There are some books you can read and put down for awhile, then pick it up later. This isn't one of those. You need to keep the characters straight in your head and pay close attention. This is a thinking person's book.
Do you assume all books are "thinking" ones? Ummm,...no. I can tell you about plenty of books that require very little thinking at all. You just get to sit back and enjoy the ride, so to speak. Everything is laid out for you, nice and neat, and you already know how it's going to end. (I consider those...boring.)
Not this one.
You need to work for this one.
It's good work, though. It's a good book. You should read it.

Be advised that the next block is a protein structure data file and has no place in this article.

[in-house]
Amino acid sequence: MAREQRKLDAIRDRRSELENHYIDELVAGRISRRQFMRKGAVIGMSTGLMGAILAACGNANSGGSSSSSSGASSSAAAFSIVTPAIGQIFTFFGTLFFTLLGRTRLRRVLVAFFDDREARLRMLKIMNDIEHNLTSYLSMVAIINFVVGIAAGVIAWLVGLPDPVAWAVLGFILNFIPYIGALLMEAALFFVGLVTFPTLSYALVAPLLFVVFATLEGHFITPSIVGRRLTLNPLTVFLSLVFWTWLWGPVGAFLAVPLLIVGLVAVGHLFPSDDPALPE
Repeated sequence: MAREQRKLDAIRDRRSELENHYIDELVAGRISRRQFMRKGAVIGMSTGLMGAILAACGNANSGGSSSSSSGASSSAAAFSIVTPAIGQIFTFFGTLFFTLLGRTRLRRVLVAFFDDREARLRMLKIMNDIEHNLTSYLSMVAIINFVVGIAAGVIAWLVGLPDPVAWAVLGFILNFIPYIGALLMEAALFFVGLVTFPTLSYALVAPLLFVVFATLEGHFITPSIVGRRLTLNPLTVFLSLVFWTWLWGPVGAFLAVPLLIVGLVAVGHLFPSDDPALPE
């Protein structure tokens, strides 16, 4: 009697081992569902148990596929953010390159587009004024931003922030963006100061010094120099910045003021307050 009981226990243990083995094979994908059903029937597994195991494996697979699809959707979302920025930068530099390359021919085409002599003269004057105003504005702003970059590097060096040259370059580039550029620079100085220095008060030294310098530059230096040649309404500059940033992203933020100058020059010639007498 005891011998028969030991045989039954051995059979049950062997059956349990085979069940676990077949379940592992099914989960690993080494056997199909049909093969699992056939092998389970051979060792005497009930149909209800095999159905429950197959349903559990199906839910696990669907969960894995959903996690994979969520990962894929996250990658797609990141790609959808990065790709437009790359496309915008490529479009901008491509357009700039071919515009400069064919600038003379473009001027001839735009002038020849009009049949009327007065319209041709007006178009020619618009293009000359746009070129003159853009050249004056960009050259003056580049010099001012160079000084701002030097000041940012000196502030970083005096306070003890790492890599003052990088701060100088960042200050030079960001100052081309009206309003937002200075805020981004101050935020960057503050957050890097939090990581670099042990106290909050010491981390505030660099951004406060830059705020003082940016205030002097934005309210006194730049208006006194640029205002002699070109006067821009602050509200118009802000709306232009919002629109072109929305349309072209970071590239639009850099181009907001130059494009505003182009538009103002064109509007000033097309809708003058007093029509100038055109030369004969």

You know I don't like to give away the plot, in any way, but I will tell you a bit. The story revolves around an elderly Jewish man, Leo, who is telling a story that begins before World War II and ends in present day, but...he isn't the only one telling a story. The boy who loved the girl was Leo. He promised to always love her, did he keep his promise? There are times when you wonder where the story is going, but you must be patient. It is going somewhere. It is also a story within a story...and more than one story. And, of course, it's all about love - all kinds of love.
For me, I don't mind how many characters or sub-plots a story has, as long as the author brings it all together in the end. I must feel satisfied when the journey is over.
This book satisfied me, stayed with me, and made me think. I loved it in a quiet way. I don't know how to say it any better than that.